This could take the tournament to 18 teams, in which a proposed two conference system with Australia and New Zealand combined and South Africa merged with Argentina, in place of the individual nations forming their own groups.

The notion of a Japanese team is further down the drawing board.

Super Rugby has committed to expansion after the 2015 World Cup, including the reinstatement of the Southern Kings as one of six South African teams.

But they’ll have to make the comp work within the current 21-week period, Sanzar chief executive Greg Peters admitted.

This could means, for example, all Australian teams playing each other twice and the New Zealand teams once, before merging the conferences for a finals series.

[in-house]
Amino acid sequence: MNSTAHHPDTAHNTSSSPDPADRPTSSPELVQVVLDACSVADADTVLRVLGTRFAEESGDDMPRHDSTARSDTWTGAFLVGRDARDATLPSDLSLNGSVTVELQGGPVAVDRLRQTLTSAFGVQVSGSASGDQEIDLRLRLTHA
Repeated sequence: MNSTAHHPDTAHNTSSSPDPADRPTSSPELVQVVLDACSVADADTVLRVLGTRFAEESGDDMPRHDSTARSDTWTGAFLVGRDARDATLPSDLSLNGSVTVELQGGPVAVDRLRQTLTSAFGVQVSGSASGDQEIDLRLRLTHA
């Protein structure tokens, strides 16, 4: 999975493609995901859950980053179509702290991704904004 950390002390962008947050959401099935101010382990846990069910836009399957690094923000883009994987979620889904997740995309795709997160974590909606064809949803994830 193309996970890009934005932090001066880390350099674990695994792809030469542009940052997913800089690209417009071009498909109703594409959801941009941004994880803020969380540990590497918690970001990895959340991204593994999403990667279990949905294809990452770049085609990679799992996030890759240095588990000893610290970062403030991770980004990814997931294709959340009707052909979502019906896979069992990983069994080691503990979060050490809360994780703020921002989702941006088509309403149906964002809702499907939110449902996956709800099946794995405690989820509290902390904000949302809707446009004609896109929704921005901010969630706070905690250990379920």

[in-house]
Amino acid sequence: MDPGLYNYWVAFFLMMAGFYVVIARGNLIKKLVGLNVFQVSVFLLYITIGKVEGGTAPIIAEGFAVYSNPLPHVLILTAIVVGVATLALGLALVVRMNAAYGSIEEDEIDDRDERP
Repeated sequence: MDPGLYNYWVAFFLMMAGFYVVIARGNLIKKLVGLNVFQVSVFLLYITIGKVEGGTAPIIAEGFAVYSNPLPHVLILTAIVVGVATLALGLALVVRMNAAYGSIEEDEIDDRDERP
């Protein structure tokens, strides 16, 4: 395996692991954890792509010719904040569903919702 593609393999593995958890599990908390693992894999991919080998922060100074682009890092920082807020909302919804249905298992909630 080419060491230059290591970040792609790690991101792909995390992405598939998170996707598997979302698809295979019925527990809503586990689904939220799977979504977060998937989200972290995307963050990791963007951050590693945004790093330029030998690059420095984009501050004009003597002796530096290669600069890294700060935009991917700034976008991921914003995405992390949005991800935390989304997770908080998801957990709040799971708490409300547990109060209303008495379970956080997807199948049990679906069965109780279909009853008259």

Australian Rugby Union ceo Bill Pulver said the ARU hadn’t agreed on it’s preferred format, but said five Australian teams would stay as they are.

“We’re trying to keep a very open mind to what this structure looks like,” he said.

Japan is set to host the World Cup in 2019, so there are commercial advantages in them joining the Super family, although travel would be a problem for Australia and New Zealand teams.

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